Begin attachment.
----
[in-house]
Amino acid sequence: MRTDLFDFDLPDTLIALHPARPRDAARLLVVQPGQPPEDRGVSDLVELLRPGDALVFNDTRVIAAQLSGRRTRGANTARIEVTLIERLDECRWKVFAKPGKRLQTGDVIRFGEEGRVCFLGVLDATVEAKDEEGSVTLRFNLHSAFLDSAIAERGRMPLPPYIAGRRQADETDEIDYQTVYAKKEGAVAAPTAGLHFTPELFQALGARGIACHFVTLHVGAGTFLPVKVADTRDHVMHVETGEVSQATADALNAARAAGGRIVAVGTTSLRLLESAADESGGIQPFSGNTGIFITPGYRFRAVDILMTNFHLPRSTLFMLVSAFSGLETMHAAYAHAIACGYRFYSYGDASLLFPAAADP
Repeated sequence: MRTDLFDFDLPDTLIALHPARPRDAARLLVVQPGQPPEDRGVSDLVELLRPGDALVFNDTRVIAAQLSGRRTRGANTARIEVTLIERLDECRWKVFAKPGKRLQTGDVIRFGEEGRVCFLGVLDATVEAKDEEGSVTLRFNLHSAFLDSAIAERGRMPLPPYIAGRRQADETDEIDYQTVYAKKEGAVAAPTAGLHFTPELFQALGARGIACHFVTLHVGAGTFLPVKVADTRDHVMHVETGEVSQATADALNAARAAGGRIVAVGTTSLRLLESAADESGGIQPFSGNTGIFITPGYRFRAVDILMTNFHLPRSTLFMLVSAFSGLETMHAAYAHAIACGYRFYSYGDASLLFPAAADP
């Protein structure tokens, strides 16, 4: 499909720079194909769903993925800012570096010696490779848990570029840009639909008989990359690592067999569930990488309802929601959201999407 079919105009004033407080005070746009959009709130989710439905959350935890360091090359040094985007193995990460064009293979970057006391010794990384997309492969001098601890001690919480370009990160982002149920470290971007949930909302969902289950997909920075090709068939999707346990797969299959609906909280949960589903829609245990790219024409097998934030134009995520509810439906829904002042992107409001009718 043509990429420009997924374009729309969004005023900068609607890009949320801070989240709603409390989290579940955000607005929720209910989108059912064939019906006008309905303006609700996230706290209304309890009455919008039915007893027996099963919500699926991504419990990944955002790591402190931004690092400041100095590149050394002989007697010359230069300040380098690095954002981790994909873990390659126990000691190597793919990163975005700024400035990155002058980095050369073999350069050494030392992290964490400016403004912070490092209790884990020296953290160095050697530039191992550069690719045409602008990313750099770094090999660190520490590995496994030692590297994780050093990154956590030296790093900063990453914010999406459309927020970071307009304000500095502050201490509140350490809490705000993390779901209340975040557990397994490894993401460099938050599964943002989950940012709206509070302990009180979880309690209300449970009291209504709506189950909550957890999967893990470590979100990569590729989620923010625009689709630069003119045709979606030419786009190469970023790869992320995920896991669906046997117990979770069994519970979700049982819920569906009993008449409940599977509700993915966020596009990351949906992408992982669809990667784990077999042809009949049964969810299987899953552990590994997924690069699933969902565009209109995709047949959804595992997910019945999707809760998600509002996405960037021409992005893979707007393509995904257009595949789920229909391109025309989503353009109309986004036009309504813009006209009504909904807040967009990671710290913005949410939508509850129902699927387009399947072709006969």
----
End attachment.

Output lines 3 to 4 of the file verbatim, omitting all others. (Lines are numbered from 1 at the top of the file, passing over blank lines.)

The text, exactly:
Repeated sequence: MRTDLFDFDLPDTLIALHPARPRDAARLLVVQPGQPPEDRGVSDLVELLRPGDALVFNDTRVIAAQLSGRRTRGANTARIEVTLIERLDECRWKVFAKPGKRLQTGDVIRFGEEGRVCFLGVLDATVEAKDEEGSVTLRFNLHSAFLDSAIAERGRMPLPPYIAGRRQADETDEIDYQTVYAKKEGAVAAPTAGLHFTPELFQALGARGIACHFVTLHVGAGTFLPVKVADTRDHVMHVETGEVSQATADALNAARAAGGRIVAVGTTSLRLLESAADESGGIQPFSGNTGIFITPGYRFRAVDILMTNFHLPRSTLFMLVSAFSGLETMHAAYAHAIACGYRFYSYGDASLLFPAAADP
């Protein structure tokens, strides 16, 4: 499909720079194909769903993925800012570096010696490779848990570029840009639909008989990359690592067999569930990488309802929601959201999407 079919105009004033407080005070746009959009709130989710439905959350935890360091090359040094985007193995990460064009293979970057006391010794990384997309492969001098601890001690919480370009990160982002149920470290971007949930909302969902289950997909920075090709068939999707346990797969299959609906909280949960589903829609245990790219024409097998934030134009995520509810439906829904002042992107409001009718 043509990429420009997924374009729309969004005023900068609607890009949320801070989240709603409390989290579940955000607005929720209910989108059912064939019906006008309905303006609700996230706290209304309890009455919008039915007893027996099963919500699926991504419990990944955002790591402190931004690092400041100095590149050394002989007697010359230069300040380098690095954002981790994909873990390659126990000691190597793919990163975005700024400035990155002058980095050369073999350069050494030392992290964490400016403004912070490092209790884990020296953290160095050697530039191992550069690719045409602008990313750099770094090999660190520490590995496994030692590297994780050093990154956590030296790093900063990453914010999406459309927020970071307009304000500095502050201490509140350490809490705000993390779901209340975040557990397994490894993401460099938050599964943002989950940012709206509070302990009180979880309690209300449970009291209504709506189950909550957890999967893990470590979100990569590729989620923010625009689709630069003119045709979606030419786009190469970023790869992320995920896991669906046997117990979770069994519970979700049982819920569906009993008449409940599977509700993915966020596009990351949906992408992982669809990667784990077999042809009949049964969810299987899953552990590994997924690069699933969902565009209109995709047949959804595992997910019945999707809760998600509002996405960037021409992005893979707007393509995904257009595949789920229909391109025309989503353009109309986004036009309504813009006209009504909904807040967009990671710290913005949410939508509850129902699927387009399947072709006969």